Rather than look at a manufacturer’s price list to determine values, the used equipment specialist knows he/she must check with the “network” and attend auctions to accurately track values. He/she builds a regional or national network of industry contacts, identifies niche markets, and measures progress.

A regional network of five-six used equipment managers selling competitive lines is the key to monitoring used equipment values. If you bring in a used brand X unit, you can easily determine cash or wholesale value from your network contacts. A very large, highly successful dealer calls his network every Monday to update his valuations.

Remember, Wholesale Value is the price that can be obtained for a used truck in cash from another dealer in one or two days. Retail Value is defined as the amount that can be obtained from an end-user in about 30 days. Unless accurate wholesale and retail values are known, serious mistakes can be made at the time of appraisal and your “purchase” of the trade from your customer.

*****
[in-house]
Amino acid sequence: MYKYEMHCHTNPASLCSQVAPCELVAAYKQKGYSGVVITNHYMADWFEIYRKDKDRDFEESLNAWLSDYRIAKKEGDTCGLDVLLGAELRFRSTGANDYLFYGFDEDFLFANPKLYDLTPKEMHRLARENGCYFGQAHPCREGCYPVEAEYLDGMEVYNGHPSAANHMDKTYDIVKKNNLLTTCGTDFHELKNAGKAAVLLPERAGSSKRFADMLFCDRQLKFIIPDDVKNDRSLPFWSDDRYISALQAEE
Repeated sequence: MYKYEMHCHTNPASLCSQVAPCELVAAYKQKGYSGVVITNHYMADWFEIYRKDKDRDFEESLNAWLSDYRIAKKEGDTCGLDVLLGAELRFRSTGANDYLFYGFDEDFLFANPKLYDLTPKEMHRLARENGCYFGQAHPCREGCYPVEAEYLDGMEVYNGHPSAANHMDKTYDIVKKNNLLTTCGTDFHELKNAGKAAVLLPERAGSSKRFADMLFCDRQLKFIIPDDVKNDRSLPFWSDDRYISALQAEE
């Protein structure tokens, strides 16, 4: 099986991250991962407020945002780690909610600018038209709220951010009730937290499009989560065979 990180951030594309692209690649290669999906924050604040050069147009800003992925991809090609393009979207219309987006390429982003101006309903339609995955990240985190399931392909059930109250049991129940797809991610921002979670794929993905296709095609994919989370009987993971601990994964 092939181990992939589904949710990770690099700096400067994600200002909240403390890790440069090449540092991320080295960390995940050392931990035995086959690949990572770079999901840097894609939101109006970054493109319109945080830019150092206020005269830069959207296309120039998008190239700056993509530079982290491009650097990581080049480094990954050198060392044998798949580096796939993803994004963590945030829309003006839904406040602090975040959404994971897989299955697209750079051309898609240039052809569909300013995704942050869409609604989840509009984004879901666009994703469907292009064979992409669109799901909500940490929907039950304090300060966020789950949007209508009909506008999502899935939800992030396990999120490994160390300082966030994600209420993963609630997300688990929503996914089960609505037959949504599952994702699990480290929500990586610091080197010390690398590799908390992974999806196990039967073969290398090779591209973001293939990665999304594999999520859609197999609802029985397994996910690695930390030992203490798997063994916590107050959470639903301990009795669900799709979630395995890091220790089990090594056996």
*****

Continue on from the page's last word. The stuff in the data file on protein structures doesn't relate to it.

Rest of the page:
Unless accurate wholesale and retail values are known, serious mistakes can be made at the time of appraisal and your “purchase” of the trade from your customer.

DEADLY SIN #6 Failure to Achieve BENCHMARK Operating Standards

A profitable dealership’s used equipment operations typically achieve all of these Benchmark Performance Operating Standards:

  • Zero inventory of “For Sale” units aged over 180 days.
  • ŸMix of used equipment “retail to wholesale” is about 80% to 20%. (Retail earns much higher margins than wholesale and contributes significantly to the success of the operation.)
  • ŸUsed equipment sales are approximately 7 – 10% of total dealer sales.
  • ŸRetail used equipment achieves Gross Profit Margin of at least 34-35%.
  • ŸUsed equipment department Operating Income is 14-15% of used equipment sales.